The Indian retail industry is divided into organized and unorganized sectors. Organized retailing refers to trading activities undertaken by licensed retailers, that is, those who are registered for sales tax, income tax, etc. These include the corporate-backed hypermarkets and retail chains, and also the privately owned large retail businesses.
Unorganized retailing, on the other hand, refers to the traditional formats of low-cost retailing, for example, the local Karana shops, owner manned general stores, paan/beedi shops, convenience stores, hand cart and pavement vendors, etc. India’s retail sector is wearing new clothes and with a three-year compounded annual growth rate of 46.64 per cent, retail is the fastest growing sector in the Indian economy.
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The Indian retail sector is highly fragmented with 97 per cent of its business being run by the unorganized retailers like the traditional family run stores and corner stores. The organized retail however is at a very nascent stage though attempts are being made to increase its proportion to 9-10 per cent by the year 2010 bringing in a huge opportunity for prospective new players. The sector is the largest source of employment after agriculture, and has deep penetration into rural
India generating more than 10 per cent of India’s GDP.
1.2 Organized Retail Industry
What is Retail?
A retailer is a reseller from which a consumer purchases products. The origin of the word retail is considered to be from the French word ‘retailer’ which means to “cutting off, clip and divide” in terms of tailoring. To use the concept, retailing directly converts into the meaning that it is breaking of products in larger consignments into smaller packages for general consumption. Perhaps the concept of retail exists from the times of established currencies if not from the times when the barter system was prevalent. However, the irony of the Indian retailing industry is that even though it is one of the basic financial activities carried out in an economy, it is considered to be the newest when taken in the form of an organized sector in it.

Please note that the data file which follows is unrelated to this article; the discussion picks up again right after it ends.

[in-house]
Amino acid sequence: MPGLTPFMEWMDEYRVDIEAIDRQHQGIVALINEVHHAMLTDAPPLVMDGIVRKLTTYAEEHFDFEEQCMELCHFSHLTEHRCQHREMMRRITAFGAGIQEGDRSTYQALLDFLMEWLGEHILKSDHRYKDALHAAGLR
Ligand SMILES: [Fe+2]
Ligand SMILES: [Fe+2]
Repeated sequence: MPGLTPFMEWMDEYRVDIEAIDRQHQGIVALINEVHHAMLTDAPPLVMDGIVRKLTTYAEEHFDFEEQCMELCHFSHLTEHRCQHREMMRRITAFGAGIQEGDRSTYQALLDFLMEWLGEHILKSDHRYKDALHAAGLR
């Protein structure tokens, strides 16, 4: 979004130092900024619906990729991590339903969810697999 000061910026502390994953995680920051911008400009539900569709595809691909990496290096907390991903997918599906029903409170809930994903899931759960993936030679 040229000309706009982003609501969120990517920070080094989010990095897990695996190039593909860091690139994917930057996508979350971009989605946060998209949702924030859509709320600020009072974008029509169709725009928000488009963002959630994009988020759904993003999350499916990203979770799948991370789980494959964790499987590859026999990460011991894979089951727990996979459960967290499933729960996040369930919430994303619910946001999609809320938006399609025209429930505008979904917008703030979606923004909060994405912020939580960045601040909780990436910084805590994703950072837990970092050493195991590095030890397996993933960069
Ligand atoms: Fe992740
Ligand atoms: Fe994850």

Retailing does not only comprise of selling the products to customer but it is also taking care of the entire product movement cycle. This path from manufacturer to the consumer has a very important stage known as the Retail Supply Chain. The retailing cycle involves the following key components:
1. Suppliers and/or Manufacturers
2. Logistics Partners
4. Distribution Centres
1.3 Growth prospects in Indian Retail Sector
The Indian retail industry today is the 5th largest retail destination and the second most attractive market for investment in the globe after Vietnam as reported by AT Kearney’s seventh annual Global Retail Development Index (GRDI), in 2008.The growing popularity of the Indian retail sector has resulted in a growing awareness about brands and quality products. As a whole Indian retail sector has made life convenient, easy, quick and affordable. Indian retail sector, especially organized retail is growing rapidly, with the customer spending growing in an unpredicted manner.
Total Share of Retail Sector in India
The big multinational retailers are slowly entering India in the form of direct entrance e.g.: – Nike, Reebok, Metro etc or Joint Ventures e.g.: – Bharti with Wal-Mart and Tata’s with Tesco. 2008 onwards the retail sector realized the significance of technology and understanding the opportunities the retail sector had to offer efforts have been made to leverage traditional formats. It is estimated that 2011 will see a remarkable growth in retail sector in terms of investments to optimally benefit from the unexplored retail market.
2. Company Overview
Shopper’s Stop is a part of K. Raheja Corp Group, which is among the prominent real estate developers and hoteliers in the country. Their management systems are robust to capitalize on growth in the organized retail space, specially in the department store segment.
They are pioneers in setting up a nation-wide chain of large format Department Stores in India with professional management. They benchmark with global retailers, and strive to enhance our service offering in line with the emerging global trends.
Ivory Properties and Hotels Private Limited (“IPHL”), one of their promoters started its retail operations by setting up Department Store in the year 1991 on October 27th, under the brand name ‘Shopper’s Stop’ with its first store at Andheri, Mumbai. It started off with ready to wear men’s wear and thereafter added women’s wear in 1992, children’s section and cosmetics, perfumes and accessories in 1993. Company was incorporated on June 16, 1997.